Stories With Ms. Jenna

Storytimes, Programs, Booklists, and More!

“The Greatest of All” Flannel Story

Starting in the fall, I will be leading a weekly evening family storytime which I’m really excited about! It will be aimed at ages 2-6 and their families so I’m expecting a wide range of ages. I haven’t completely planned out anything yet, but I’ve started gathering ideas. I’m not sure what my themes will be yet, but I do know some stories I want to use so I’ll make sure they fit in somewhere!

One story I know I want to tell is “The Greatest of All.” It is a Japanese folktale that I first learned in undergrad when I took a Children’s Lit class and had to do a storytelling project. I based my telling off the version in the picture book, The Greatest of All by Eric A. Kimmel. When I used it for my class project I just told the story, but it always stayed in my mind in a box labeled “great for flannel.”

The story is about a young girl mouse who wishes to marry the humble field mouse. However, she lives with Papa mouse in the Emperor’s palace so Papa thinks she deserves to marry the greatest of all. Papa proceeds to ask Emperor to marry his daughter. Emperor explains that he is honored but he is not the greatest. Sun is greater than him because when Sun beats down even an emperor must hide from it. Papa goes on to ask Sun to marry his daughter, but Sun leads Papa to Cloud. Cloud sends him to Wind, and Wind sends him to Wall. Wall explains that he is not the greatest either. The greatest is a field mouse who can tunnel through him. Papa finds the humble field mouse and says he can marry the daughter.

WP_20130731_001Field Mouse, Daughter Mouse, Papa Mouse.

WP_20130731_002Top: Cloud, Wind. Bottom: Emperor, Wall, Sun.

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10 Benefits of Reading Comics Handout

At my library, I am just beginning the work to pull out our graphic novels from within the fiction and non-fiction sections and move them into their own juvenile graphic novel area. To help encourage patrons to utilize this collection, I created a handout. On one side is a list of the benefits of reading comics, and on the other side is a recommended booklist:

10 Benefits of Reading Comics

Encourage a Love of Reading. “Comic book readers do at least as much reading as non-comic book readers, and the most recent research shows that they read more overall, read more books, and have more positive attitudes toward reading.” -Stephen Krashen, The Power of Reading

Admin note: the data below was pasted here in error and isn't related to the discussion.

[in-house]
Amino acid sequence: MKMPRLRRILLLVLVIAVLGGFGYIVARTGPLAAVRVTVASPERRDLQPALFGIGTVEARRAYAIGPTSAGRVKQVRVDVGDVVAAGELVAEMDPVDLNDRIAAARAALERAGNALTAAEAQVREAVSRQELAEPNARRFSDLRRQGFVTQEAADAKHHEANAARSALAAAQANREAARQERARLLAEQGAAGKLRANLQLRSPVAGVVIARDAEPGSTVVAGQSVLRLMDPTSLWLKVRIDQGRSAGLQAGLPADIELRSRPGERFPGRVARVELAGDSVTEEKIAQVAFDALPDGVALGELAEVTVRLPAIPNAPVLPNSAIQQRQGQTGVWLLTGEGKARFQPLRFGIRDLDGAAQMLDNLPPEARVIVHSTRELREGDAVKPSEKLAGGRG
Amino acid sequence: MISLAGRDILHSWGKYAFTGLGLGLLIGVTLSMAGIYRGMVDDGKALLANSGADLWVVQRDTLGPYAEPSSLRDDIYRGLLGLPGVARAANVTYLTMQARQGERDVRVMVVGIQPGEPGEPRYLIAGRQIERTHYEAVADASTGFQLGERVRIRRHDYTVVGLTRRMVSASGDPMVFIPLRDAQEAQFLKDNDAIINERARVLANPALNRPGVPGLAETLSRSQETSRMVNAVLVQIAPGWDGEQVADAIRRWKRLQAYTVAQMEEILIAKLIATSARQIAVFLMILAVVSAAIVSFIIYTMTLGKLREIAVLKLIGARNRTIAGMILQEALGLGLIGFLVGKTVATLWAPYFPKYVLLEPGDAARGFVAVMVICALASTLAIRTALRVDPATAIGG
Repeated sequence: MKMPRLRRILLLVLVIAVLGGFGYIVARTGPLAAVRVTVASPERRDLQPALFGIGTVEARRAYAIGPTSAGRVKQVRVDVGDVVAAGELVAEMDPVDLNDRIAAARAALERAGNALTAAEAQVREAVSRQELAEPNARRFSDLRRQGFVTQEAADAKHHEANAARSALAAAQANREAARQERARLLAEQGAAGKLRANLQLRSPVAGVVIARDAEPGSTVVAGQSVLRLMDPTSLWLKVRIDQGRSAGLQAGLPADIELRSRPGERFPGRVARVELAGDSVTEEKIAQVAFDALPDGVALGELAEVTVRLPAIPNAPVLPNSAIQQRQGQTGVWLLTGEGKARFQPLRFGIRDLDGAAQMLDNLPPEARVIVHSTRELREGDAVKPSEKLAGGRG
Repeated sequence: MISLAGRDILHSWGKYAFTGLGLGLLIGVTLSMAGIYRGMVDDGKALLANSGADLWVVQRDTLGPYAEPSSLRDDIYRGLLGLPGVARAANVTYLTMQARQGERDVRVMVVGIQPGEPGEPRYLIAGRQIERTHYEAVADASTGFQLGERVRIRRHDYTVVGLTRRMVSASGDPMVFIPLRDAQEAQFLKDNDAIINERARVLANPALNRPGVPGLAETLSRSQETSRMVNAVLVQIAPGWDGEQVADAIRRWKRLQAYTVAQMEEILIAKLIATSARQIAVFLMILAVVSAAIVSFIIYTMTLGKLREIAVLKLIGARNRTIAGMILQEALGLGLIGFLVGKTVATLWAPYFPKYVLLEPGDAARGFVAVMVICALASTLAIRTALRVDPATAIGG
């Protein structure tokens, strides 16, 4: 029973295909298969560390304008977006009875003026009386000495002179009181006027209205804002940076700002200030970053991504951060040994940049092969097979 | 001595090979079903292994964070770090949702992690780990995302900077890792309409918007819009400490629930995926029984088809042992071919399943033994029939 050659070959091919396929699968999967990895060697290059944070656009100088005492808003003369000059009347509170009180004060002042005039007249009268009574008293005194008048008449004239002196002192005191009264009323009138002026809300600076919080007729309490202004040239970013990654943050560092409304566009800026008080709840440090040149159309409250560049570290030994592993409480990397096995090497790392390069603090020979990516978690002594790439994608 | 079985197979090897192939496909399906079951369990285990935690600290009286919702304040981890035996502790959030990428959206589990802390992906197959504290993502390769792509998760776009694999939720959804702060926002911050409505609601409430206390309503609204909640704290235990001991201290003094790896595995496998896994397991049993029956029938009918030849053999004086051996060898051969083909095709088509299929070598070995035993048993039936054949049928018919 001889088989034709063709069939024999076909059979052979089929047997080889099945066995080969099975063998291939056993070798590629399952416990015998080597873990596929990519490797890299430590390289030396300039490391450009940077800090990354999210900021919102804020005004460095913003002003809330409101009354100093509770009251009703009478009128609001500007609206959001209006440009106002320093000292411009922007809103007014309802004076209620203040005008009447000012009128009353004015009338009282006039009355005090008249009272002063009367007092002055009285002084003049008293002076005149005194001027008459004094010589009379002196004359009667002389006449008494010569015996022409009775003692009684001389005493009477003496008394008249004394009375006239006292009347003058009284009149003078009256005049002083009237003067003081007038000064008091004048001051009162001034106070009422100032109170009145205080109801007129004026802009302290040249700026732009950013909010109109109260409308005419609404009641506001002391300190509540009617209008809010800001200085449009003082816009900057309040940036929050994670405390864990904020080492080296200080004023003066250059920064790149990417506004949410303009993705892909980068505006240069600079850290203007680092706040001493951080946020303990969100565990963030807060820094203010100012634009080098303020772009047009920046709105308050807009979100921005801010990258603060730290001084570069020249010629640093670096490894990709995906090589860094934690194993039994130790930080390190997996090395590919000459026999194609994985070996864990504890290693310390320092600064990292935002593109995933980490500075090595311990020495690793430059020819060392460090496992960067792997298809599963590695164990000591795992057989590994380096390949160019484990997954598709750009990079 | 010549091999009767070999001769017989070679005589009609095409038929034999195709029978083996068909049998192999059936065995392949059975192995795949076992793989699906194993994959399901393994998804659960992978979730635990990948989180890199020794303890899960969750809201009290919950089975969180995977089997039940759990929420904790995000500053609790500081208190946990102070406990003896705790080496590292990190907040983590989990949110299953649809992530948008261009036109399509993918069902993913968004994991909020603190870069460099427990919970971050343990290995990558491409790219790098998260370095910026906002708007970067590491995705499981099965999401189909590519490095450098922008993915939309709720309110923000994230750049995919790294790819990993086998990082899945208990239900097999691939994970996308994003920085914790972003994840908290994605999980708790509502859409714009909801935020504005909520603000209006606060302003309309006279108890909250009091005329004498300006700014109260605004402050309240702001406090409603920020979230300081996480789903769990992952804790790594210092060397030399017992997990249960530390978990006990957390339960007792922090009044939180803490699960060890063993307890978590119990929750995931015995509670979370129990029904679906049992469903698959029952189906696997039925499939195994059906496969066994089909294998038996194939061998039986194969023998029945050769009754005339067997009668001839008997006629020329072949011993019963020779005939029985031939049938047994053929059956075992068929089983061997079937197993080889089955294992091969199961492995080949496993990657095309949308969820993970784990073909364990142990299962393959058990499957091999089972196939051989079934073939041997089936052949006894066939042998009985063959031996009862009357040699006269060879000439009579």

Add Vocabulary. Even though comics have fewer words than a prose-based book, they often have equally, if not more, challenging vocabularies. Children are able to decipher the meanings of unknown vocabulary based on the context of the pictures.

Increase Inference. When reading a comic, the reader must be able to infer what is happening between each panel.

Create Confidence. Comics are often recommended for struggling readers because the combination of images with text leads to easier comprehension which creates confidence in reading skills.

Develop a Sense of Sequence. As with prose books, reading comics develops the ability to keep track of and understand a sequence of events.

Improve Visual Literacy. Our world is filled with images that have specific meaning tied to them, and reading comics makes a child more familiar and comfortable with understanding these visual clues.

Different Genres Match Different Interests. There are comics in all different genres: realistic, mysteries, historical, fantasy, and even non-fiction!

Develop an Appreciation of Art. Have a discussion with your child about the art and its importance in the telling of the story: Why did the artist choose those colors? That style? That shape and size for the panel? The art isn’t there to simplify the work, but rather to clarify.

Great for Reluctant and  Voracious Readers. All readers can become engaged in comics.

They’re Fun to Read! It’s great to read books to increase literacy skills, but the most important part of reading is to have fun with it. Comics are not meant to be a replacement of any other form of story but simply another medium to enjoy.

Recommended Graphic Novels

Grade Level: 2-3

Holm, Jennnifer & Matthew. Babymouse series.
Krosoczka, Jarrett J. Lunch Lady series.
Runton, Andy. Owly series.
Spires, Ashley. Binky the Space Cat series.

Grade Level: 4-5

Azuma, Kiyohiko. Yotsuba&! series.
Hatke, Ben. Zita the Spacegirl series.
Santat, Dan. Sidekicks.
Siegel, Siena & Mark. To Dance: A Ballerina’s Graphic Novel.
Varon, Sara. Robot Dreams.

Grade Level: 6-8

Kibuishi, Kazu. Amulet series.
O’Connor, George. Olympians series.
Smith, Jeff. Bone series.
Phelan, Matt. The Storm in the Barn.
Telgemeier, Raina. Smile.

Resources

“Getting Graphic: Why Comics Are Good for Kids” – Parent Map http://www.parentmap.com/article/comic-books-get-kids-reading

“Super-powered literacy: The benefits of comics in the classroom” –Canadian Council on Learning  http://www.ccl-cca.ca/ccl/Newsroom/Releases/20100721Comics.html

Reading With Pictures http://www.readingwithpictures.org

“Comic Book Research & Resources” –ABDO Publishers http://www.abdopub.com/shop/pc/viewcontent.asp?idpage=97

“Graphic Novels 101: FAQ” –Horn Book http://archive.hbook.com/magazine/articles/2006/mar06_brenner.asp

A Parent’s Guide to the Best Kids’ Comics –Scott Robbins & Snow Wildsmith

The Power of Reading: Insights from the Research (2nd Edition) –Stephen D. Krashen

comicsgraphic2

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